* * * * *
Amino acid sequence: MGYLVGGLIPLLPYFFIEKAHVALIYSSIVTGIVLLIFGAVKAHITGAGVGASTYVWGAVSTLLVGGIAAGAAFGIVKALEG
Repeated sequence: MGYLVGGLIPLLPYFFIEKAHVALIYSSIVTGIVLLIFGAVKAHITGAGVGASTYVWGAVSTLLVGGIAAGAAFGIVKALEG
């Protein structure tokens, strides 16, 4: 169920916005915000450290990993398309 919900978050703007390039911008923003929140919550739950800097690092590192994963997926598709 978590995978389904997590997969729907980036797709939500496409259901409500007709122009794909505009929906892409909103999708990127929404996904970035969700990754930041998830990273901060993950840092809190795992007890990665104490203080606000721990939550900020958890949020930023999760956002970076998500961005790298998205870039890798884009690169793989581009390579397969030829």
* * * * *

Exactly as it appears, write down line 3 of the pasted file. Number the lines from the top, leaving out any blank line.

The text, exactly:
């Protein structure tokens, strides 16, 4: 169920916005915000450290990993398309 919900978050703007390039911008923003929140919550739950800097690092590192994963997926598709 978590995978389904997590997969729907980036797709939500496409259901409500007709122009794909505009929906892409909103999708990127929404996904970035969700990754930041998830990273901060993950840092809190795992007890990665104490203080606000721990939550900020958890949020930023999760956002970076998500961005790298998205870039890798884009690169793989581009390579397969030829």